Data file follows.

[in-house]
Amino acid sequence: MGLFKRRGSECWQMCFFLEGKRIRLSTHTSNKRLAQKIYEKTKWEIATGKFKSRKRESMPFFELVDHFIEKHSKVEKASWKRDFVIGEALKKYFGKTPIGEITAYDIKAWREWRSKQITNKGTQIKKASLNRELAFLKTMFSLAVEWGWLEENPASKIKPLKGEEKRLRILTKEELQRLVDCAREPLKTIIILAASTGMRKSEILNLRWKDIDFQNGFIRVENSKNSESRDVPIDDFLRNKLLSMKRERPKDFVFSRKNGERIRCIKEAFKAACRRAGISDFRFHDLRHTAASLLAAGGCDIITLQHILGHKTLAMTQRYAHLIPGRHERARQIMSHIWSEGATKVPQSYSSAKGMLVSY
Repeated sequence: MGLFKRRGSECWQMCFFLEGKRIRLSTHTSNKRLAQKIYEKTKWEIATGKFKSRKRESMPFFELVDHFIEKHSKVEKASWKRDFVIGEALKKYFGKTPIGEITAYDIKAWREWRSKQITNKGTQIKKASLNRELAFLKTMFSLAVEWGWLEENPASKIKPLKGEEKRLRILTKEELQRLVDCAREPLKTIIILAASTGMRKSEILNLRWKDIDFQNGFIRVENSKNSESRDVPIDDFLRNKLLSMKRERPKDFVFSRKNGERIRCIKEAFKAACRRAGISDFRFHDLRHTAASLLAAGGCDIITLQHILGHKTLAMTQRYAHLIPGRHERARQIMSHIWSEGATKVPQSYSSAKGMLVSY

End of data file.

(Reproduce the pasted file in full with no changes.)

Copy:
[in-house]
Amino acid sequence: MGLFKRRGSECWQMCFFLEGKRIRLSTHTSNKRLAQKIYEKTKWEIATGKFKSRKRESMPFFELVDHFIEKHSKVEKASWKRDFVIGEALKKYFGKTPIGEITAYDIKAWREWRSKQITNKGTQIKKASLNRELAFLKTMFSLAVEWGWLEENPASKIKPLKGEEKRLRILTKEELQRLVDCAREPLKTIIILAASTGMRKSEILNLRWKDIDFQNGFIRVENSKNSESRDVPIDDFLRNKLLSMKRERPKDFVFSRKNGERIRCIKEAFKAACRRAGISDFRFHDLRHTAASLLAAGGCDIITLQHILGHKTLAMTQRYAHLIPGRHERARQIMSHIWSEGATKVPQSYSSAKGMLVSY
Repeated sequence: MGLFKRRGSECWQMCFFLEGKRIRLSTHTSNKRLAQKIYEKTKWEIATGKFKSRKRESMPFFELVDHFIEKHSKVEKASWKRDFVIGEALKKYFGKTPIGEITAYDIKAWREWRSKQITNKGTQIKKASLNRELAFLKTMFSLAVEWGWLEENPASKIKPLKGEEKRLRILTKEELQRLVDCAREPLKTIIILAASTGMRKSEILNLRWKDIDFQNGFIRVENSKNSESRDVPIDDFLRNKLLSMKRERPKDFVFSRKNGERIRCIKEAFKAACRRAGISDFRFHDLRHTAASLLAAGGCDIITLQHILGHKTLAMTQRYAHLIPGRHERARQIMSHIWSEGATKVPQSYSSAKGMLVSY